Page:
Countless people have been processed through the criminal justice system without any true chance or ability to mount a meaningful defense. They may take the offer on the table and plead guilty because they need to move forward. Maybe they can’t afford to miss more work. Maybe they can’t afford a better attorney. Some people simply fight and lose.
If you have been convicted of or have pled guilty to a crime, your record can follow you indefinitely. Every time a background check is done, your conviction shows up.
Is there a way to get a clean slate so that you can move forward without the weight of an old mistake dragging you down? For most people, this is done through expungement. The court will order any record of your offense to be wiped clean. No longer will you have to answer “yes” to questions asking if you have been convicted of an offense.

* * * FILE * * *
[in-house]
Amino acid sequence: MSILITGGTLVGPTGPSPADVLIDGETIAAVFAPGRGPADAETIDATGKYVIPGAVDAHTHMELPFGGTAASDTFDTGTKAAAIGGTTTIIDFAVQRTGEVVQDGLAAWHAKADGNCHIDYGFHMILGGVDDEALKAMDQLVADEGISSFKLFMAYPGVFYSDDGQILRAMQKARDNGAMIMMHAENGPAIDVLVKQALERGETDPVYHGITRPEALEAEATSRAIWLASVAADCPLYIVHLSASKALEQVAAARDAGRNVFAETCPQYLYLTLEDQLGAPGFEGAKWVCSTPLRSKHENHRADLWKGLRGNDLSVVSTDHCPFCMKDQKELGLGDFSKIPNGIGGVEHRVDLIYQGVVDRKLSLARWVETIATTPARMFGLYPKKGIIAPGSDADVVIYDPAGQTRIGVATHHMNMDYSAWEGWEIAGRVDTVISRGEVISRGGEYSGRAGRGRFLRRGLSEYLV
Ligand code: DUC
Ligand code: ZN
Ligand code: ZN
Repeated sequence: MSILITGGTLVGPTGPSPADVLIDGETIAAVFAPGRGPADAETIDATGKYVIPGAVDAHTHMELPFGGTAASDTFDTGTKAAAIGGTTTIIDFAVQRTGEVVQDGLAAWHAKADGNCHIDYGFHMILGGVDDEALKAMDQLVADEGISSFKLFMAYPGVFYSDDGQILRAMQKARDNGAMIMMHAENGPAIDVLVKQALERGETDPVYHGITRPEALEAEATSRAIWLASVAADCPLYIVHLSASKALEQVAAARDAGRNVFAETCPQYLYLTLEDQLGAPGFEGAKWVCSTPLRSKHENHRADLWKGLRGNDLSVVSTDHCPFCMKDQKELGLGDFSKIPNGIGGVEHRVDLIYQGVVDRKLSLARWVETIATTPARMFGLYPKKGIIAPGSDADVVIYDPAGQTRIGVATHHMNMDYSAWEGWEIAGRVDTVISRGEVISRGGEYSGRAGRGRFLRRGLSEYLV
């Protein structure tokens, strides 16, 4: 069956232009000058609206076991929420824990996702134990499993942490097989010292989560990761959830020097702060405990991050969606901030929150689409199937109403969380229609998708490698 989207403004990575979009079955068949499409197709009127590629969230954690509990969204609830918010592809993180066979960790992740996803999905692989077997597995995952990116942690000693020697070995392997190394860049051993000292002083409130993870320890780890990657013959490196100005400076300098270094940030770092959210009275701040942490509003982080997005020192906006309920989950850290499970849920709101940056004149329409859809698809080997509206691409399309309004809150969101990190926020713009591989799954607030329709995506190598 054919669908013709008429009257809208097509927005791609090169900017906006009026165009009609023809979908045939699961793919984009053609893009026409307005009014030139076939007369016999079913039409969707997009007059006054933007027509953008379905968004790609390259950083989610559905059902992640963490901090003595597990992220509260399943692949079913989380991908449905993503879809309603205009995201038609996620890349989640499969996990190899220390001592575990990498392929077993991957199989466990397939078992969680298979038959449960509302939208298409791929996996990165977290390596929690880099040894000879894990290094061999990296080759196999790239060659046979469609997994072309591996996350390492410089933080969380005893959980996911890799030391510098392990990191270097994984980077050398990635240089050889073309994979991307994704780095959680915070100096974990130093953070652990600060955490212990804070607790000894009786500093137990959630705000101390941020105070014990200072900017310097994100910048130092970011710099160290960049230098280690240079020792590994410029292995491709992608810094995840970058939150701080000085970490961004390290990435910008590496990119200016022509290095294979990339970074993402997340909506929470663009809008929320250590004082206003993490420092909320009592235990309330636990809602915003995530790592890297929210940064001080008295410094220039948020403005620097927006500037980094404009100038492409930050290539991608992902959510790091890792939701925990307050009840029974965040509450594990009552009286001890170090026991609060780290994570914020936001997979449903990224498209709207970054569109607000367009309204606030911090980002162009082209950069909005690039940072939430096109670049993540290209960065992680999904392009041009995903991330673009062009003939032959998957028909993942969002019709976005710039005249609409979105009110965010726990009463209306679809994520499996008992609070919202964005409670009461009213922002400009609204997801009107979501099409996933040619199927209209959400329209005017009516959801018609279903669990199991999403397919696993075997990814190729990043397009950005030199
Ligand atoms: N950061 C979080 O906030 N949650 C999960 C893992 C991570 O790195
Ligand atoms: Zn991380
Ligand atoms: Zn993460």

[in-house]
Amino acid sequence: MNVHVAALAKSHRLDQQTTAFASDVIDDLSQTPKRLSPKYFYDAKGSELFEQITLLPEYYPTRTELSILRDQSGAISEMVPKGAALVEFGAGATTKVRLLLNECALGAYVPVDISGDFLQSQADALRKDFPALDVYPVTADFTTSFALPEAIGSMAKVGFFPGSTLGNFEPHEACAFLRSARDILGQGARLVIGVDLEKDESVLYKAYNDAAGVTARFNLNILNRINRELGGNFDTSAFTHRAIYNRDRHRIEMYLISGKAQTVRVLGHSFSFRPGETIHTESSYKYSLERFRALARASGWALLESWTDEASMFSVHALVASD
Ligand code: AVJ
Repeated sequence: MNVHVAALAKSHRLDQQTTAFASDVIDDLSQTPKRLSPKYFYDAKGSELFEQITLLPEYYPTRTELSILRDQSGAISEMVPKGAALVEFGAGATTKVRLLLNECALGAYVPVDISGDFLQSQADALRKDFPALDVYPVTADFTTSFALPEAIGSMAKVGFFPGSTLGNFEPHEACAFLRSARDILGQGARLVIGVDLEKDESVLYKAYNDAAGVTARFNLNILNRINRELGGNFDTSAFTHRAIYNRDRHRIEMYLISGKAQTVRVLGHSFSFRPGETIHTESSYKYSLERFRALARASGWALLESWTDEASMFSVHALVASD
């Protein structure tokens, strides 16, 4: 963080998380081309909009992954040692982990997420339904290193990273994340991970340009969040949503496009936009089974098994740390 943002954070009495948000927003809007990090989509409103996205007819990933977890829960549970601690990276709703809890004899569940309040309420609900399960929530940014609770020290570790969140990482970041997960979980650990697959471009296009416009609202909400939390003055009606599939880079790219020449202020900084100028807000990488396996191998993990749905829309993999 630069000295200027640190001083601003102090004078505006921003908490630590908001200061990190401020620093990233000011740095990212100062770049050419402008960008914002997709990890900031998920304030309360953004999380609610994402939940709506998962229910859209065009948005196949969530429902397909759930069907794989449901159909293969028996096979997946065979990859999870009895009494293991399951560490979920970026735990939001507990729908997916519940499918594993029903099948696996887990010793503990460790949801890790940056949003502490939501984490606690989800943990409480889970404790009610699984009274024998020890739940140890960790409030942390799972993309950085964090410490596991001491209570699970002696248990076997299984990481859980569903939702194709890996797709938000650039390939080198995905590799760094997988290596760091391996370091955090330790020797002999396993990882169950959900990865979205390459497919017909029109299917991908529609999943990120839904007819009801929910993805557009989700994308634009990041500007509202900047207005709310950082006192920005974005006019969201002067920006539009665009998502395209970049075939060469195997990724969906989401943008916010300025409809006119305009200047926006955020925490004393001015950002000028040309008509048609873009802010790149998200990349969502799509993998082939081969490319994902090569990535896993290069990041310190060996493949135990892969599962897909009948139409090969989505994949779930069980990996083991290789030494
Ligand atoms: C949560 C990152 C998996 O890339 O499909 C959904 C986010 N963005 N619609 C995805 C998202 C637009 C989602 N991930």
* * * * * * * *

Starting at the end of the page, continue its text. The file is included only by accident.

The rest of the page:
The availability of expungement depends on the nature and seriousness of the crime. For most minor offenses, expungement is an option once you have completed the terms of your sentence and have waited 60 days. Certain offenses require a longer waiting period of five years. Examples of these are indecent exposure, driving or boating while intoxicated and domestic battery in the third degree.
For less serious felonies, including class C and class D felony is and some lesser drug convictions, expungement may also be an option, though you must wait five years before petitioning the court.
For more serious felony offenses, such as sex offenses, violent crimes and manslaughter, there is probably no way to get the offense expunged.
There are other options for relief that a criminal defense attorney can pursue, including motions to vacate the conviction or guilty plea in the interest of justice. One ground for such a motion is when evidence surfaces that was not known or available at the time of the original court proceeding. People convicted of violent crimes such as rape or murder have been cleared years later based on DNA evidence. Another scenario is when a witness comes forward or is located who can provide exculpatory testimony. If a defendant was convicted or pleaded guilty without being afforded the right to effective assistance of counsel, that too can be a ground for vacating.